E.J. Copperman said...

I'm starting to be really glad I never got much writing advice. Then again, if I had, maybe I'd be better now--who's to know? It was very difficult for Julia to lure me here, Ro: She asked.

NoraA said...

E.J. you're right. Gelbart was a genius. I own all the paperback books in his MASH series. MASH DOES HOLLYWOOD, VEGAS, PARIS etc. He is one of the greats. And if this is the man you follow, you will be great also.

Rhys Bowen said...

I once read that libraries will only shelve a book as a mystery if a murder occurs in the first 50 pages.

This is baloney as my books rarely have a murder before 100 pages and always seem to wind up on the mystery shelf in libraries.

My way of working is to introduce characters, let us see them interact and then the reader can speculate when a murder occurs.

So the advice is spot on. Go with what works for you. Who said, "There are only 3 rules for writing, but nobody knows what they are?"

Leslie Budewitz said...

"Who said, "There are only 3 rules for writing, but nobody knows what they are?" "

Rhys, I think that was W. Somerset Maugham, who also said "Writing is mostly inspiration, and I see that I'm inspired every morning at 9 o'clock."

Lisa Alber said...

Love this post! I've absorbed so much writing advice over the years that at times the voices in my head cause my words to plug up entirely.

But THE worst came from a local novelist and writing-workshop guru, who is a local cottage industry. He's a first-person writer, and his mantra in his workshops was, "Hide the 'Is'." As in, when writing in first person it's lazy, "commercial," horrible writing to actually use "I." Hide them ALL!

It was ridiculous. All his acolytes ended up writing in a passive, fragmented, subject-less way. It was like coming out of the world's worst MFA program.

Worse yet, I attended one of his weekend workshops, and I dared to bring a piece in third person. He basically said that he couldn't do anything about people who wanted to write novels you'd only find in the mass market paperback racks at airports. I cried in front of everyone -- and I'm not crier.

I didn't write for a long time after that, and then my writing voice was effed up for a long time too.

Sorry going on a little long but I still get mad thinking about it!

Dorothy St. James said...

Lisa, one of my major writing goals is for one of my books to end up mass market paperback racks at airports. I suppose one person's horror is another person's dream.

E.J. Copperman said...

Sorry, Nora, but Gelbart had absolutely nothing to do with the MASH books or the movie--just the TV series. But he was undoubtedly a genius.

AnnOxford said...

Thanks to another Jobsian Mac maniac, for the best advice I never got. And reminding me to listen to myself! Nice post.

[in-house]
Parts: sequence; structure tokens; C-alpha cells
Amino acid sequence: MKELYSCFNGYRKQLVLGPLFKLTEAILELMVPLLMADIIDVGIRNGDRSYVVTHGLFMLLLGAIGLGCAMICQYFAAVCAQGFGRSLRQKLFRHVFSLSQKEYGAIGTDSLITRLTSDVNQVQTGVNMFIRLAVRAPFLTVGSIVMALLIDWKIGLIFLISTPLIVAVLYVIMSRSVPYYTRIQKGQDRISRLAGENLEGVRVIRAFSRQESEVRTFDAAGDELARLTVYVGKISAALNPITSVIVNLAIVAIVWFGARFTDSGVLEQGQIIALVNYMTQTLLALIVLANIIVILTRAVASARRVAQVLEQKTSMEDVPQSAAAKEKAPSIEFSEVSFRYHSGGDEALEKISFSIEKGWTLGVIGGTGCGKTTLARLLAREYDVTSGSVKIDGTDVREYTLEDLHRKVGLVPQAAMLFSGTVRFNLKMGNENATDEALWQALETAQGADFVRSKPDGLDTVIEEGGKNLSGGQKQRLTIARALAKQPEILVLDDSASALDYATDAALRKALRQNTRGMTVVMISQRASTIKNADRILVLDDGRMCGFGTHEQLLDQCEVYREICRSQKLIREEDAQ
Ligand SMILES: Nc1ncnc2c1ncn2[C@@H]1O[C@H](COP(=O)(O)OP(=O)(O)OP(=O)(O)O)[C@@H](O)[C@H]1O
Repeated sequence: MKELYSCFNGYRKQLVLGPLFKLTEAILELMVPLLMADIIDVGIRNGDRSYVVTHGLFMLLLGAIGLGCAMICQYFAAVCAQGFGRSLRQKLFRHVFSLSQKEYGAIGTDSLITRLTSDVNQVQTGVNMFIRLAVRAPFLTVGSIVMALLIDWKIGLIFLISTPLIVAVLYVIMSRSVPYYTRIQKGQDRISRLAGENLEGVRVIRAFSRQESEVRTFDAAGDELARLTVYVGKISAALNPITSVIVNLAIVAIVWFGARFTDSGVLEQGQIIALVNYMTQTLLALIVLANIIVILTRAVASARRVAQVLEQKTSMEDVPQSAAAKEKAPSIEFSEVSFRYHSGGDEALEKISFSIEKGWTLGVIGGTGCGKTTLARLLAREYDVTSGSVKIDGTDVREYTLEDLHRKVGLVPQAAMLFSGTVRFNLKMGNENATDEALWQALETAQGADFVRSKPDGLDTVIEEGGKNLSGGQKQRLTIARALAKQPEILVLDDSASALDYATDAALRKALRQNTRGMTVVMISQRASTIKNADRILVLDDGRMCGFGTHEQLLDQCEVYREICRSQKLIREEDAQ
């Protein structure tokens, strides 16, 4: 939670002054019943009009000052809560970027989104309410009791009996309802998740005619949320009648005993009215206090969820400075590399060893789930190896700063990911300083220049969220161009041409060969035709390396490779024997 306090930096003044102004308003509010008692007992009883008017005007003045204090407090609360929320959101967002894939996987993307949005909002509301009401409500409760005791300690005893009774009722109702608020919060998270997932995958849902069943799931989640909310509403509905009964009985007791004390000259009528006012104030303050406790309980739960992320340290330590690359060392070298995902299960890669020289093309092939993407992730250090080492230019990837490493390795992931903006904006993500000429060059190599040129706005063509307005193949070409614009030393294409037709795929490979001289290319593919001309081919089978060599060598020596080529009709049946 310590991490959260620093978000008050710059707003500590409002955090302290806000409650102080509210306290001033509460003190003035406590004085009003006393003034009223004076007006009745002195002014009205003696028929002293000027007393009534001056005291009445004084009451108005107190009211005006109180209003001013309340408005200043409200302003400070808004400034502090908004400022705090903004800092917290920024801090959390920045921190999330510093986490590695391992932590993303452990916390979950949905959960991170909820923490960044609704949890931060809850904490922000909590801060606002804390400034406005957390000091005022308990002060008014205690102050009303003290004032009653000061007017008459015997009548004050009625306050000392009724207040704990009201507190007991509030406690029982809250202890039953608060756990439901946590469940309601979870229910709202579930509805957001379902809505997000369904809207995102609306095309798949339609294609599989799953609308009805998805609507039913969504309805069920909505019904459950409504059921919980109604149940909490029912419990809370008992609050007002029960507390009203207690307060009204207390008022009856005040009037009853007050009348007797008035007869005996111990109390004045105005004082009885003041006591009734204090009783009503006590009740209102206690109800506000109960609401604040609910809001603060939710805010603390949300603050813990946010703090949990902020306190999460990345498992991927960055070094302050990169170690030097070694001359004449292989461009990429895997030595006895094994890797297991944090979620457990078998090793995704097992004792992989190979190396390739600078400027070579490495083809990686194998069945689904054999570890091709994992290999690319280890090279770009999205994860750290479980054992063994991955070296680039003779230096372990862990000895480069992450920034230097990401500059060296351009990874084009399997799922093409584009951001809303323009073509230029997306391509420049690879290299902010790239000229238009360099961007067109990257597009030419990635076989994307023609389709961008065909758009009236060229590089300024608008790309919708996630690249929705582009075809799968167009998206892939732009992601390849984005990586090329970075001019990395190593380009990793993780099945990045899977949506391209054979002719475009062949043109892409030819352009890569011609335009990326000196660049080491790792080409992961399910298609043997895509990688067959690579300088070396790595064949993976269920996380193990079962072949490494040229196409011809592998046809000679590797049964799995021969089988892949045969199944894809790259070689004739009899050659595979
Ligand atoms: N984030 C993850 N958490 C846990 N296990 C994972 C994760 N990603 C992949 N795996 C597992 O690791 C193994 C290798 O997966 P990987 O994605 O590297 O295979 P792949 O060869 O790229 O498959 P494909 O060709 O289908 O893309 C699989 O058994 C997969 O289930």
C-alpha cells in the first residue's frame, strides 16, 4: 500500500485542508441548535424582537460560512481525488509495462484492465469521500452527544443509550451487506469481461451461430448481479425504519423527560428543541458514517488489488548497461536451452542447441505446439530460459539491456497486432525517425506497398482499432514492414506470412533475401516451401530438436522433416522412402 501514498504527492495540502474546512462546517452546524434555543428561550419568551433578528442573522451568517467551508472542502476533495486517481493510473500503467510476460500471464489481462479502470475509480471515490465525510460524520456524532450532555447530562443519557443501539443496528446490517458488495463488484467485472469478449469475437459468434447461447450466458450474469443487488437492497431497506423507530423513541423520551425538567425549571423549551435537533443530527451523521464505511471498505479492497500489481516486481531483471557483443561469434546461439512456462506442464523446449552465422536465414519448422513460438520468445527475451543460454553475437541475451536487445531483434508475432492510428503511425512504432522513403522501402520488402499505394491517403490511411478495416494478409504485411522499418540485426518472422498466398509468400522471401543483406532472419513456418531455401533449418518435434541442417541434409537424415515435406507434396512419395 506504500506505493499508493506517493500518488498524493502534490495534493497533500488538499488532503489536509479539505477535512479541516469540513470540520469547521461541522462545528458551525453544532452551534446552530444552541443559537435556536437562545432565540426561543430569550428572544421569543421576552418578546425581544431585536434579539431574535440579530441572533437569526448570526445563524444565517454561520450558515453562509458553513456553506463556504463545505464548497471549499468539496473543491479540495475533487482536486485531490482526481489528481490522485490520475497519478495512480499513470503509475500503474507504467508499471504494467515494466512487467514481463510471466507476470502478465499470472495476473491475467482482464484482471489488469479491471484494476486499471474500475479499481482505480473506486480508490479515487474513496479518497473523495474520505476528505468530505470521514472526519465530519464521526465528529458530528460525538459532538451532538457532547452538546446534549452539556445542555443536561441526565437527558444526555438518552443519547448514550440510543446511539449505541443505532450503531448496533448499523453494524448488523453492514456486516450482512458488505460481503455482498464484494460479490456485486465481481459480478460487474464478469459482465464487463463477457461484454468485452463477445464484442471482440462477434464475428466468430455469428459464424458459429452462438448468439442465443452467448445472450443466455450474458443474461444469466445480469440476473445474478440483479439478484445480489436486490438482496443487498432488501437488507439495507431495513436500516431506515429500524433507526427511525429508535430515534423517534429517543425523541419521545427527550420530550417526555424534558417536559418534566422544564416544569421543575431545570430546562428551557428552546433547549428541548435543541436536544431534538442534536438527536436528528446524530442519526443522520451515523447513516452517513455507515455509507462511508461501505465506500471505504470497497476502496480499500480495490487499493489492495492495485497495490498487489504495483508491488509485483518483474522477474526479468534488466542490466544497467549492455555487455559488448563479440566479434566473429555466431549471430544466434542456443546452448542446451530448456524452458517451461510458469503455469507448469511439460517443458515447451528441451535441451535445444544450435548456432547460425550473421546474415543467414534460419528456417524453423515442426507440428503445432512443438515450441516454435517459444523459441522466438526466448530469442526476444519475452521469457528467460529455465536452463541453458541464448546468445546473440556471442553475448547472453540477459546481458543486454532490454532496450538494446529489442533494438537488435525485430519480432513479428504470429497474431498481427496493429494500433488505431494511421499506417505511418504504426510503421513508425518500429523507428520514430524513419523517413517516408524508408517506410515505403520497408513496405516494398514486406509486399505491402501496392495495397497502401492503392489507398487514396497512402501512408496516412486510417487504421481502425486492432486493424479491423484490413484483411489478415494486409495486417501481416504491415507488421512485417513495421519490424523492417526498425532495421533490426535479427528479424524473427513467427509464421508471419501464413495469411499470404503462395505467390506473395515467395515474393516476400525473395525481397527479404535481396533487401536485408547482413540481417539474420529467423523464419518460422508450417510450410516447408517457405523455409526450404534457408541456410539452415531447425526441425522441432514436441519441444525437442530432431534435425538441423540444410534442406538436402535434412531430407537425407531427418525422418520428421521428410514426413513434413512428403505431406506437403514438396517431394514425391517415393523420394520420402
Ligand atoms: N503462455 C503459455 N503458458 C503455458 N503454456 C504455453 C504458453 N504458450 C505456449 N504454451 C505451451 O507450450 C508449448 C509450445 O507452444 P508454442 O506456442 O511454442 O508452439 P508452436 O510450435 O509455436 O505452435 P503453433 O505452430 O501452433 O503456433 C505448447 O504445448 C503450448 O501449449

Susie said...

great post! The best advice I've gotten: My editor said to tighten tense moments...I think it works. Julia's advice was funny though; when I'M thinking I always touch my head :-)

Linda Rodriguez said...

Great post, EJ!

Rhys, I'm with you. The worst advice. I got was that a murder mystery had to start off with the murder or discovery of the body. I did this with my first book, but in the second one, I had so many suspects at the party where the murder takes place that readers were confused trying to learn who all these people were right at the beginning. So the murder takes place at the end of chapter 2, and it's so much better.

Anonymous said...

That's the creepiest suggestion I've ever heard, and my last book was called She Felt No Pain from a Browning poem about a sociopath murdering his lover.
Just not sure I want to read or write that kind of book. Oooo.

Nancy Martin said...

Years ago I shared a panel with a writer who claimed she learned to write by re-typing a Sidney Sheldon novel. She recommended her method to about 200 people in the audience. I haven't seen her name on any bestseller lists, however.

Linda Rodriguez said...

Oh, Nancy! If you're going to use that technique (?), why not at least choose a better novelist to retype? Or one with shorter books?

Hank Phillippi Ryan said...

I once read Joan Didion used to write out Hemingway books in longhand, to see what it felt like to write that way.

Can that be true? Would that even--work?

Or is that the best procrastination EVER?

EJ-lovely to see you! xoox

E.J. Copperman said...

Lovely to see you too, Hank! Amazing advice from everyone--and I mean "amazing" in the literal sense.

Shushan said...

They say that great humor is born of great pain. I figure that should make me the next Groucho, but so far all I get is Harpo, with occasional cameos by Chico. heh

Anyway, great post (as always!)

You'll be vindicated to know that I am procrastinating right this very moment, as I have some writing to do for school. (My personal procrastination projects will have to wait until after this semester. :)

Susan Navidad, sanavid66@yahoo.com said...

"I want to curl up with Deborah Crombie's No Mark Upon Her

MysteryMaven said...

Loved hearing Hank, Deborah and Rosemary in Dallas. BTW, where were they selling those skinny margaritas??

Hank Phillippi Ryan said...

MM, turned out skinny margaritas use Splenda, hmmm...but you can;t take the calories out of tequila. (As my mother used to say!) (And wasn't ALA terrific??)

Queenflamingo said...

I want to curl up with Deborah Crombie's "No Mark Upon Her"

Stacy Green said...

What a great post. We're always hearing there are certain ways we must do things, and a lot of it's bunk. Figuring out what works for us is the key. So true about writers being procrastinators, too. Must be in the blood!

Oh, and best advice I've gotten? Write the book YOU want to.